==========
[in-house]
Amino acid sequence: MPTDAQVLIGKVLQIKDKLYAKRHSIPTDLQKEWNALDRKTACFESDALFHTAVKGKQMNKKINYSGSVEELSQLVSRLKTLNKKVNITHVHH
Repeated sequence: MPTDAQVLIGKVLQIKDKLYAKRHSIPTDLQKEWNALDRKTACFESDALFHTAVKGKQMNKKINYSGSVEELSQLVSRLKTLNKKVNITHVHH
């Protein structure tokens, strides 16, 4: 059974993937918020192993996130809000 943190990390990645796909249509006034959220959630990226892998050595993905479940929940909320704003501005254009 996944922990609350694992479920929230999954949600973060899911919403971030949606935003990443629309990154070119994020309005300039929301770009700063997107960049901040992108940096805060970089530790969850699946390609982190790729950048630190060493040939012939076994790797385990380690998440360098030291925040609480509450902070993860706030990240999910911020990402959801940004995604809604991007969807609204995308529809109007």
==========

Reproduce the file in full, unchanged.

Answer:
[in-house]
Amino acid sequence: MPTDAQVLIGKVLQIKDKLYAKRHSIPTDLQKEWNALDRKTACFESDALFHTAVKGKQMNKKINYSGSVEELSQLVSRLKTLNKKVNITHVHH
Repeated sequence: MPTDAQVLIGKVLQIKDKLYAKRHSIPTDLQKEWNALDRKTACFESDALFHTAVKGKQMNKKINYSGSVEELSQLVSRLKTLNKKVNITHVHH
């Protein structure tokens, strides 16, 4: 059974993937918020192993996130809000 943190990390990645796909249509006034959220959630990226892998050595993905479940929940909320704003501005254009 996944922990609350694992479920929230999954949600973060899911919403971030949606935003990443629309990154070119994020309005300039929301770009700063997107960049901040992108940096805060970089530790969850699946390609982190790729950048630190060493040939012939076994790797385990380690998440360098030291925040609480509450902070993860706030990240999910911020990402959801940004995604809604991007969807609204995308529809109007």